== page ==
Decentralization in Nepal: A Comparative Analysis by Arun Agrawal, Charla Britt, and Keshav Kanel. Oakland, CA: Institute for Contemporary Studies Press, 1999. xv + 95 pp. US$12.95. ISBN 1-55815-507-4.
This slim book emerges from a report on the Participatory District Development Program (PDDP) of the United Nations Development Program undertaken in 18 districts in Nepal in the mid-1990s. It is divided into 2 parts. The first part is an attempt to explain, in a comparative perspective, the popularity of decentralization as an idea for a development policy that merges social transformation agendas with rationales for administrative efficiency. The second part is more of a summary of findings on the performance of the PDDP. These are less than conclusive about the direction of decentralization in Nepal and are stuffed with “development-ese”, which mostly obscures rather than reveals the processes at work.
The central idea of the first part of the book is brought out with admirable clarity and purpose: “decentralization is ultimately a highly political process since it seeks to redistribute power and resources within the territorial confines of a given nation-state” (p 2). The argument is built up through, first, a consideration of the attribution of actor status to the state in modernization approaches to development and, second, the questioning of central direction, along with recognition of the failure to deliver benefits to the marginal populations that were supposed to have been assisted. Agrawal identifies the resilience of development in its ability to adopt new agendas such as sustainability and incorporating indigenous knowledge. In the current phase of developmental thinking, the market and community are highlighted as key domains for working toward growth and equity. Agrawal suggests that these can be seen as embodying conflicting objectives, however, devotes little discussion to how manifestations of community and the market are realized in local forms in the rural society of Nepal. The dynamic interplays that occur between status and economic power, in myriad convertibilities between social and material capital, do not find a place here.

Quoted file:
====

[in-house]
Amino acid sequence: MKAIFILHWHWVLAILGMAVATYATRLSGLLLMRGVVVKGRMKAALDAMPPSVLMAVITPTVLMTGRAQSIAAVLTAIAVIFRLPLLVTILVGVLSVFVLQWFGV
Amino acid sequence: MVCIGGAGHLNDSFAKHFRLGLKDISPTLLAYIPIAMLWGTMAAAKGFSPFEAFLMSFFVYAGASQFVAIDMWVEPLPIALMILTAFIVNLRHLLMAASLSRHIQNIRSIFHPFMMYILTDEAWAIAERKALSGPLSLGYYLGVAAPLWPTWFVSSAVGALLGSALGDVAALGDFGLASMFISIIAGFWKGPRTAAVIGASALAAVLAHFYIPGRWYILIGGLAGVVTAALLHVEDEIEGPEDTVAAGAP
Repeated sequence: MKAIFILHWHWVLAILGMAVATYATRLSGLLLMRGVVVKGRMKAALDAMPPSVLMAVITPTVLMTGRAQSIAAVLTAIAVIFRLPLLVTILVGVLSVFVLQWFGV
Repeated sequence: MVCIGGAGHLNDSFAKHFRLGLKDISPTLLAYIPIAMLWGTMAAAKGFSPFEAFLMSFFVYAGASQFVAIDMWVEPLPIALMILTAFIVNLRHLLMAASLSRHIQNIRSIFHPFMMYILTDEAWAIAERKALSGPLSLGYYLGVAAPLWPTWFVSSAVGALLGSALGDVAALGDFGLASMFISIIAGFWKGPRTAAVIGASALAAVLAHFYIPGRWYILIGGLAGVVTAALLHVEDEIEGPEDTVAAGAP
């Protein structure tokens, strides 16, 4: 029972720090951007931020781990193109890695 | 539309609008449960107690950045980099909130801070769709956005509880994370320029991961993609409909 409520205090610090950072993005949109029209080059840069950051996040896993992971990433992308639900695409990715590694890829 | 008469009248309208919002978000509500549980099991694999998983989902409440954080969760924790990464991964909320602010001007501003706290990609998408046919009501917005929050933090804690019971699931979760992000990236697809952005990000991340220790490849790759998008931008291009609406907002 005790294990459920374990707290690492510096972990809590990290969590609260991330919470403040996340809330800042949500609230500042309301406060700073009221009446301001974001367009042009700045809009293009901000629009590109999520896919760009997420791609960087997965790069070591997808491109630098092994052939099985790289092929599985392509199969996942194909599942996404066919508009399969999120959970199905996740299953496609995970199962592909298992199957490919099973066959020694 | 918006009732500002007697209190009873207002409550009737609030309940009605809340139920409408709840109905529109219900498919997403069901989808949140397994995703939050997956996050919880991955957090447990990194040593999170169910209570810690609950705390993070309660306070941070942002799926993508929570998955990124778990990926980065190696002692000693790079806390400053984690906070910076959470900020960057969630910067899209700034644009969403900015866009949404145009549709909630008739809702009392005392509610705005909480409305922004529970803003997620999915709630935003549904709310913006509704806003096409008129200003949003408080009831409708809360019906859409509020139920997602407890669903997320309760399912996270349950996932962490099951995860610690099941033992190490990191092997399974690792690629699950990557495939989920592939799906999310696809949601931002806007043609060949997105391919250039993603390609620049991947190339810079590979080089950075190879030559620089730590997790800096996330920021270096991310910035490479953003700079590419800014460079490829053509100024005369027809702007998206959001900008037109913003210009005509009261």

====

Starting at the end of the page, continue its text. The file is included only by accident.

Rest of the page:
Chapter 2 (“Decentralization at large”) provides an instructive outline for a typology of different kinds of decentralization, offering characterizations of its variants, including deconcentration, privatization, devolution, and deregulation. Experiences from a range of developing countries are discussed in Chapter 3, looking at local government reform in Kenya, local energy generation in the People's Republic of China, and district-level participation in Tanzania. The driving influence of donors' agendas for dispersing funds is recognized as critical in the moves for decentralization, and the asymmetrical effects of unitary as contrasted with federal structures of government are brought into focus. A key point highlighted is the variable ability of local elites to redirect benefits flowing from decentralization to their advantage. Deficiencies in achieving a genuine capacity for participation in local decision-making processes are noted as causing failure in many attempts to decentralize. The initiative for decentralization is claimed to almost always take a top-down approach, with particular problems then arising as to who takes on the project of reform in specific locales.